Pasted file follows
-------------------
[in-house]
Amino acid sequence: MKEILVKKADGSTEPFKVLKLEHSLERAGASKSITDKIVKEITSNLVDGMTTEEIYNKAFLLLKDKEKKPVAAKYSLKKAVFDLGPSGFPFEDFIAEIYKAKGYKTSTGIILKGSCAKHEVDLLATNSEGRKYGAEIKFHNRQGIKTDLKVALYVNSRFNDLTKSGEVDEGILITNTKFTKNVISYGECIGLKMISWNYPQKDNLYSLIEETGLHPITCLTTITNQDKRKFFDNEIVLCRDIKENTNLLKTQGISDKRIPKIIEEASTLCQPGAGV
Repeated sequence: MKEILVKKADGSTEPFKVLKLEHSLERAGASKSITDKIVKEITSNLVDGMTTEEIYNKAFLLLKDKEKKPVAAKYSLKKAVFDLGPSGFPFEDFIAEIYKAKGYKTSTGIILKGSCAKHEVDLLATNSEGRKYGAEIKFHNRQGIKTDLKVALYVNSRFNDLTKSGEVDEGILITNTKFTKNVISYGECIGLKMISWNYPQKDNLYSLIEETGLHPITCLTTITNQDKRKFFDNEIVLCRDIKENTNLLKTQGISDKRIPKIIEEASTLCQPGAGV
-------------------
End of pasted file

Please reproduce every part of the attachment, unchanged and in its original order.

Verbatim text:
[in-house]
Amino acid sequence: MKEILVKKADGSTEPFKVLKLEHSLERAGASKSITDKIVKEITSNLVDGMTTEEIYNKAFLLLKDKEKKPVAAKYSLKKAVFDLGPSGFPFEDFIAEIYKAKGYKTSTGIILKGSCAKHEVDLLATNSEGRKYGAEIKFHNRQGIKTDLKVALYVNSRFNDLTKSGEVDEGILITNTKFTKNVISYGECIGLKMISWNYPQKDNLYSLIEETGLHPITCLTTITNQDKRKFFDNEIVLCRDIKENTNLLKTQGISDKRIPKIIEEASTLCQPGAGV
Repeated sequence: MKEILVKKADGSTEPFKVLKLEHSLERAGASKSITDKIVKEITSNLVDGMTTEEIYNKAFLLLKDKEKKPVAAKYSLKKAVFDLGPSGFPFEDFIAEIYKAKGYKTSTGIILKGSCAKHEVDLLATNSEGRKYGAEIKFHNRQGIKTDLKVALYVNSRFNDLTKSGEVDEGILITNTKFTKNVISYGECIGLKMISWNYPQKDNLYSLIEETGLHPITCLTTITNQDKRKFFDNEIVLCRDIKENTNLLKTQGISDKRIPKIIEEASTLCQPGAGV